Section 117(2) – Interim Costs
The general rule in matrimonial proceedings is that each party bears their own costs[xv]. However, the court may make an order for costs on a final or interim basis pursuant to section 117(2) if:
- The circumstances justify the order being made;
- The order is just; and,
- Subject to the maters in sections 117(2A), (4) and (5).
In Zschokke the Court held that if the source of jurisdiction for the Hogan Order is section 117(2), then the matters in section 117(2A) must be addressed in so far as they are relevant[xvi]. It is submitted the following could or will be relevant in an Application for a Hogan order:
- The financial circumstances of each of the parties to the proceedings;
- Whether any party to the proceedings is in receipt of Legal Aid;
- The conduct of the parties i.e. refusal to make funds available;
- Whether the proceedings were necessitated by the failure of a party to the proceedings to comply with previous orders of the court;
- Such other matters as the court considers relevant.
If an interim costs order is made, the funds provided to the Applicant are not automatically added back as notional property. However, it is common for the Court to make an order that the trial Judge retains a discretion as to how the funds are treated at trial.
Section 74 – Interim Spousal Maintenance
With regard to spousal maintenance, section 74 empowers the Court to, “make such Orders as it considers proper” for spousal maintenance. What is proper is that “which is not insufficient or excessive in the circumstances”.[xvii] The type of spousal maintenance order here is an interim, as opposed to final, spousal maintenance order but this is of little consequence as the requirements for interim and final spousal maintenance orders are the same. Like an interim property order, section 80(1)(h) is the section by which the order is made. This is because both spousal maintenance and interim property orders are contained within Part VIII FLA and section 80(1) applies to, “the court in exercising its powers under this Part”.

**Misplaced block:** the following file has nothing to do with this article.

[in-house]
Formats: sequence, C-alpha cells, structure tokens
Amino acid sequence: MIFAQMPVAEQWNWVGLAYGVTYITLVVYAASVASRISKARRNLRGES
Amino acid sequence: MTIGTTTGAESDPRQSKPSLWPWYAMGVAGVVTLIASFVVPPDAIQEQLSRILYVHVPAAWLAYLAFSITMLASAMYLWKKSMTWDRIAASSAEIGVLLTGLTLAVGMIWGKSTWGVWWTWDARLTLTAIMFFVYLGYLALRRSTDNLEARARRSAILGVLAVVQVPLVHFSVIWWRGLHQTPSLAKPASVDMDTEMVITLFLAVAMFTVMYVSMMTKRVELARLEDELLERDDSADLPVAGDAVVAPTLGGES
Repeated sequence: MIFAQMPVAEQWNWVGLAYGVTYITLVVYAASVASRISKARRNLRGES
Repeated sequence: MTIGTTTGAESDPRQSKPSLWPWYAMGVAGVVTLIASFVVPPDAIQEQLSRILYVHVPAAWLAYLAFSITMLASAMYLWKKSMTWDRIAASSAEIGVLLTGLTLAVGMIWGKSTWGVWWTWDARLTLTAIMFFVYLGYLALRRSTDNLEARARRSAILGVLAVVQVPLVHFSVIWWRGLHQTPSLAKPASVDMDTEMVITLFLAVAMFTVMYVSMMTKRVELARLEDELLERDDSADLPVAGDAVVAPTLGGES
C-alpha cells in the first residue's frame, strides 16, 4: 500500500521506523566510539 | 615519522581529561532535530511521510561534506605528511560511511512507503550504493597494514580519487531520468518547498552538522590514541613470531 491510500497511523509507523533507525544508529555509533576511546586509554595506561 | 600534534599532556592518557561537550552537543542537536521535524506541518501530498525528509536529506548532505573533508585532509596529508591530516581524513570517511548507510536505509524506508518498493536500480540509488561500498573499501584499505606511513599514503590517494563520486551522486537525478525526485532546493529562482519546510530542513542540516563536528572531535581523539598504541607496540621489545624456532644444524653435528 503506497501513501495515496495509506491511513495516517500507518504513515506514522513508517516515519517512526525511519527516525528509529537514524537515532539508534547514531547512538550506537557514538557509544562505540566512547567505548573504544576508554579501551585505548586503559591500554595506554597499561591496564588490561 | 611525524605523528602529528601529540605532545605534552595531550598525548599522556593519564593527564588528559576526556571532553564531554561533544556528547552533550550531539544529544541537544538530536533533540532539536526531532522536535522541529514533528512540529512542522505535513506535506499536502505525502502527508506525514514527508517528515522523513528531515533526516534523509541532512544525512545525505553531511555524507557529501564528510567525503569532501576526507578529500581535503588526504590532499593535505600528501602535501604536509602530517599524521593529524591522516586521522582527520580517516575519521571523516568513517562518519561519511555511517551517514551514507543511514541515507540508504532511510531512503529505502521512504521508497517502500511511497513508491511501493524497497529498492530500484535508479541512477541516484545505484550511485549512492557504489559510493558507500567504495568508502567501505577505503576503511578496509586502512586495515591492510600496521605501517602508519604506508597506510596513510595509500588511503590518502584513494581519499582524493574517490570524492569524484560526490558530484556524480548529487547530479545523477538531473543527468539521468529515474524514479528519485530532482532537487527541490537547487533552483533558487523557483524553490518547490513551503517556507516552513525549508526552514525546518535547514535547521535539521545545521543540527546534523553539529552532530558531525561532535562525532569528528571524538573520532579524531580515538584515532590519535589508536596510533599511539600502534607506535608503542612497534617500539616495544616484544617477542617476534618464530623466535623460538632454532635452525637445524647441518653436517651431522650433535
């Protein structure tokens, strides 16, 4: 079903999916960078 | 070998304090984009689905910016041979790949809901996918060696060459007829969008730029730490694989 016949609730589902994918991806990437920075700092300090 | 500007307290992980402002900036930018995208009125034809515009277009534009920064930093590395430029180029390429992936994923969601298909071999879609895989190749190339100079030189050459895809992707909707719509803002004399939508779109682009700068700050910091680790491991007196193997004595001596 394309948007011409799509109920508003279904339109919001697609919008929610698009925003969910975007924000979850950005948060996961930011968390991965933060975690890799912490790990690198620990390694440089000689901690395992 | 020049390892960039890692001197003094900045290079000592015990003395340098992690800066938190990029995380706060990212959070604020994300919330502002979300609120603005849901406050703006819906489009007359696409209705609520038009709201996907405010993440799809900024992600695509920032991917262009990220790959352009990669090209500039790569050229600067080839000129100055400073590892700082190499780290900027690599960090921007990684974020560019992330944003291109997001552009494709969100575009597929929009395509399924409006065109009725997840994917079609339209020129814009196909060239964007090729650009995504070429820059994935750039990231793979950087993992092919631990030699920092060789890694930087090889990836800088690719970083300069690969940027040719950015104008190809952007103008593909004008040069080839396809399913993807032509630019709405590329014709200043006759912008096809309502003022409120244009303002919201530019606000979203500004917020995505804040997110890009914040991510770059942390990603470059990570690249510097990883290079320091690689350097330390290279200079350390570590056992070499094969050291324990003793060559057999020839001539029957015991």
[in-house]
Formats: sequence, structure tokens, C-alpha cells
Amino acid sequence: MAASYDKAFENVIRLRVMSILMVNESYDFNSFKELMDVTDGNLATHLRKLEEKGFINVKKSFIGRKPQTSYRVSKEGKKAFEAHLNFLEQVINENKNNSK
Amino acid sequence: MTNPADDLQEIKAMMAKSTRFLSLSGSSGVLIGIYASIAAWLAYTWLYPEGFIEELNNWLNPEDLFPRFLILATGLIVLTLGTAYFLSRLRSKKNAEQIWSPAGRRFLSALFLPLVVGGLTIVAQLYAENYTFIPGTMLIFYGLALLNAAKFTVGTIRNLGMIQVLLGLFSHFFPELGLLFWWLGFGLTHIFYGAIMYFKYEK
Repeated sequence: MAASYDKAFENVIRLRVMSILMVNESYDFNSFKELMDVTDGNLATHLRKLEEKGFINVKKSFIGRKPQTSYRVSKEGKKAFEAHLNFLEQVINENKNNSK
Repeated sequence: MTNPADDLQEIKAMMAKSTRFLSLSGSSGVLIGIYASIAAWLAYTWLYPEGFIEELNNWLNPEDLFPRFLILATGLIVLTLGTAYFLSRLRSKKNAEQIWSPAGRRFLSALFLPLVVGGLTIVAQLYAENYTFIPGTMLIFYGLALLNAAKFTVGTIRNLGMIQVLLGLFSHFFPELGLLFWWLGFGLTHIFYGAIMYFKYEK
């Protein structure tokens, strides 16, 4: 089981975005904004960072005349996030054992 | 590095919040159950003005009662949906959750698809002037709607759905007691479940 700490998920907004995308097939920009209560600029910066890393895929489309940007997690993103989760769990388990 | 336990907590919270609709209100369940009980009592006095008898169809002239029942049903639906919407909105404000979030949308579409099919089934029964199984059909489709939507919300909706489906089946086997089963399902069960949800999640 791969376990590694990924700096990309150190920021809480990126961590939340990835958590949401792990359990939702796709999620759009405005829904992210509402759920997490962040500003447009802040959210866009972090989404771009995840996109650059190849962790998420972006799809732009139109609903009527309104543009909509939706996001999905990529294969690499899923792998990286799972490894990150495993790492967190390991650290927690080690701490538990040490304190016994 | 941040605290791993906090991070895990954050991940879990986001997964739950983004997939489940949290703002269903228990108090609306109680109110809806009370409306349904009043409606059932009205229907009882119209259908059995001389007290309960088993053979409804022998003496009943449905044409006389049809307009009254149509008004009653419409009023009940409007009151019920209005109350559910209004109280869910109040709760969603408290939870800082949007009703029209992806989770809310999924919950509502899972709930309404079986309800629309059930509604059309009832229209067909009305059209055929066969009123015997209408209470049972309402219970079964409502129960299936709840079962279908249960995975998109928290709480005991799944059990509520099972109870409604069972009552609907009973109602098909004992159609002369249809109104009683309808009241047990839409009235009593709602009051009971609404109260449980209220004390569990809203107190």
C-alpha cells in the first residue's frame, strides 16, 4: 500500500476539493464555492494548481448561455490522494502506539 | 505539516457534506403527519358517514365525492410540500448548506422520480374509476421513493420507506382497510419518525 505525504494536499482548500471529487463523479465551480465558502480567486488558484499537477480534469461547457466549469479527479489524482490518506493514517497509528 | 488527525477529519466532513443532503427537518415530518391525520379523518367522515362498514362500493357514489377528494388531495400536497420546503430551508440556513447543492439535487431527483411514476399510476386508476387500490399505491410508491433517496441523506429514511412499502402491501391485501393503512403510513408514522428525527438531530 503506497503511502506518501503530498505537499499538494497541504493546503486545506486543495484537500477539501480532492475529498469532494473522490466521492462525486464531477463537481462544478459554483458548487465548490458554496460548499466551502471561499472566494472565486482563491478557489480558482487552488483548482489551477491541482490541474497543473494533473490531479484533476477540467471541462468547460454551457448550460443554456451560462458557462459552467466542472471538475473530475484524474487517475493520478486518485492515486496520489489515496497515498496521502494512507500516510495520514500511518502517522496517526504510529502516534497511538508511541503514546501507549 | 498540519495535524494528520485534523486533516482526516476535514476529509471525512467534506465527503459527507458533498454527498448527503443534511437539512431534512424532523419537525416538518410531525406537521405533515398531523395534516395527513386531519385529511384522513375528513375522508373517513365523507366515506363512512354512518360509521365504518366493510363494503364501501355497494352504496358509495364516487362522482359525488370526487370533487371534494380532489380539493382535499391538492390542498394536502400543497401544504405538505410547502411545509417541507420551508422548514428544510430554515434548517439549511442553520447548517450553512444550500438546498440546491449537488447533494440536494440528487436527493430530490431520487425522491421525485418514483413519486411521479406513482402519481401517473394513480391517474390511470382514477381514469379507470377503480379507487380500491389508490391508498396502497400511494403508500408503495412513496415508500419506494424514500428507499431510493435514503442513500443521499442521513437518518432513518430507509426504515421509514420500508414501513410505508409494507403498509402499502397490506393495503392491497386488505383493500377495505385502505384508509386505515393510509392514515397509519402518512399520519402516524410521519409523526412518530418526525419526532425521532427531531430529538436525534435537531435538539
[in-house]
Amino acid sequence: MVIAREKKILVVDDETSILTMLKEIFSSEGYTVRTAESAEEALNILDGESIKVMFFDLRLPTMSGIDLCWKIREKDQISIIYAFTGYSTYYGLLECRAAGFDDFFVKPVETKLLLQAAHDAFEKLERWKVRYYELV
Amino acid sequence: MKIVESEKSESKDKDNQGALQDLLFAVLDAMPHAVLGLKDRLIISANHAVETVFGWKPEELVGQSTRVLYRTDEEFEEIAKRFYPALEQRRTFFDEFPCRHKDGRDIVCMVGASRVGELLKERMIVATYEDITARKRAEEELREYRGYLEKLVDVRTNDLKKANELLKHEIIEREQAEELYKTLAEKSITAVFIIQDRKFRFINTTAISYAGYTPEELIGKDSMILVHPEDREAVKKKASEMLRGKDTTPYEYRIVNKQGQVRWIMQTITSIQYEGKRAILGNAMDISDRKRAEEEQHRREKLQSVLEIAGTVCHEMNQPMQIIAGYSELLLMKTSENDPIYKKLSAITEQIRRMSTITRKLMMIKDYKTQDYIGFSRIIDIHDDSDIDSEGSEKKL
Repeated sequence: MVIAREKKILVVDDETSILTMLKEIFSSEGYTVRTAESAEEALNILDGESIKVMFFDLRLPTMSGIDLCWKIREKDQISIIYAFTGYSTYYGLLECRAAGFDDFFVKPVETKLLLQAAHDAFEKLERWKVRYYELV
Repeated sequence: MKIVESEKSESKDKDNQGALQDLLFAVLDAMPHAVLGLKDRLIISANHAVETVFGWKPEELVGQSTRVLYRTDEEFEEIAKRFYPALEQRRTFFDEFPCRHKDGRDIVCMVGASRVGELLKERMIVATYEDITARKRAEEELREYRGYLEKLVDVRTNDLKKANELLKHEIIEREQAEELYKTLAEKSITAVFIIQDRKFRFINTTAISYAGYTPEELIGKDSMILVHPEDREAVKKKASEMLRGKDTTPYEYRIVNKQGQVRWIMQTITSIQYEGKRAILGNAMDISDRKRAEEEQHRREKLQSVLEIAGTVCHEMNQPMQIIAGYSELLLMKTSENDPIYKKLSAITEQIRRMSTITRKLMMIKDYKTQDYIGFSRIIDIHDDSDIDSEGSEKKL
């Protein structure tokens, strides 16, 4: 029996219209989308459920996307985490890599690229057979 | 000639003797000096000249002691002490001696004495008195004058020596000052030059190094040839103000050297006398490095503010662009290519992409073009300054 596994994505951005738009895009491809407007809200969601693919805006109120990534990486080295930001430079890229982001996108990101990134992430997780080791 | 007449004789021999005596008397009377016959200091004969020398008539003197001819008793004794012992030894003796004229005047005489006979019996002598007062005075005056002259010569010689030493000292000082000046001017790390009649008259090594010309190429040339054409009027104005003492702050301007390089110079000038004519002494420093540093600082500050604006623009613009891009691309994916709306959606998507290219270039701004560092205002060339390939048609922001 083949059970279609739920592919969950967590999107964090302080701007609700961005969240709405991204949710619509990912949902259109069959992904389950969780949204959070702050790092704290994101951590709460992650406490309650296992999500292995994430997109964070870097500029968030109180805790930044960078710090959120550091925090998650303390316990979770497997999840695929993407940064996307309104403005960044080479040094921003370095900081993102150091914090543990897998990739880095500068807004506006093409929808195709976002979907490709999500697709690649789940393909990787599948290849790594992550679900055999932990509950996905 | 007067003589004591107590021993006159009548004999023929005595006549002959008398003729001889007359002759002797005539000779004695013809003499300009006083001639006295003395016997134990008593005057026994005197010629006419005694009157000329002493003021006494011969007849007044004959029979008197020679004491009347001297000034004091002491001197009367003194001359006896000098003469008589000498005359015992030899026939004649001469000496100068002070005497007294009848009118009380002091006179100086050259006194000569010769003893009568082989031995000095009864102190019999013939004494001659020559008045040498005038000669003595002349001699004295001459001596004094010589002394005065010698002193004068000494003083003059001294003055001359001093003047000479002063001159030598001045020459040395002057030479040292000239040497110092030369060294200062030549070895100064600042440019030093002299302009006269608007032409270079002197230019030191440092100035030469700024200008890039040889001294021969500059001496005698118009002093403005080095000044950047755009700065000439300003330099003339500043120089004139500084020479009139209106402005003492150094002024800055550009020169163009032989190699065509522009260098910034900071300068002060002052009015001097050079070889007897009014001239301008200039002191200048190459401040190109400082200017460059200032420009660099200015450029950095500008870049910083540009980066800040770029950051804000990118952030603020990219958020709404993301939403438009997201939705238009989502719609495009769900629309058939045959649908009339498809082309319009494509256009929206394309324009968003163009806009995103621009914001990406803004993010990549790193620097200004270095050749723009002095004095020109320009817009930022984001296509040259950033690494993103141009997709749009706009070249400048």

Before the Court can order spousal maintenance, a “threshold test” for determining eligibility must be met. The threshold test is contained within section 72(1) and provides that a party to a marriage is liable to maintain the other party, if that party is reasonably able to do so, if, and only if, that other party is unable to support herself or himself adequately whether:
- By reason of care of children under 18;
- By reason of incapacity for gainful employment;
- Any adequate reason;
- Having regard to any relevant matter referred to in s.75(2).
Thus the Applicant’s Affidavit material should specifically address the threshold issues and relevant section 75(2) matters.